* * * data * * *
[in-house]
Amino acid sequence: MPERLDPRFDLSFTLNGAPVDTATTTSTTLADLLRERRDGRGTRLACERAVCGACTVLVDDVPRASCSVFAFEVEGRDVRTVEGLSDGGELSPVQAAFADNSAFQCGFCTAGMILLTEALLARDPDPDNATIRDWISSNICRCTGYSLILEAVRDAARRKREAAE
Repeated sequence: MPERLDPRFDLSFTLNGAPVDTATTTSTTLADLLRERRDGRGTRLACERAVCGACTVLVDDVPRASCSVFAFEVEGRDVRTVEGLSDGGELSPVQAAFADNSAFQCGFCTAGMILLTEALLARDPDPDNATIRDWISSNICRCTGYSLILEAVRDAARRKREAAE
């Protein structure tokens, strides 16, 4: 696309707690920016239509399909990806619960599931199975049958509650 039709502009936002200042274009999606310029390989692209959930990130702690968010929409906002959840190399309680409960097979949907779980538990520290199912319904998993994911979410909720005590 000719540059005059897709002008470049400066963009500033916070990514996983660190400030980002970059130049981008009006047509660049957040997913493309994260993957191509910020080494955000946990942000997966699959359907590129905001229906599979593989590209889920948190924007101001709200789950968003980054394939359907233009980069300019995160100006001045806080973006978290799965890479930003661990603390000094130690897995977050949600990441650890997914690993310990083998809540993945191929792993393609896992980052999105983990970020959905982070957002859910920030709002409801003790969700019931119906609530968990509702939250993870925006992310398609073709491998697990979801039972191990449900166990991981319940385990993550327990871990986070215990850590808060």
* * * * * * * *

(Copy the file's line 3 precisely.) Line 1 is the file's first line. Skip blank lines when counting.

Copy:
Repeated sequence: MPERLDPRFDLSFTLNGAPVDTATTTSTTLADLLRERRDGRGTRLACERAVCGACTVLVDDVPRASCSVFAFEVEGRDVRTVEGLSDGGELSPVQAAFADNSAFQCGFCTAGMILLTEALLARDPDPDNATIRDWISSNICRCTGYSLILEAVRDAARRKREAAE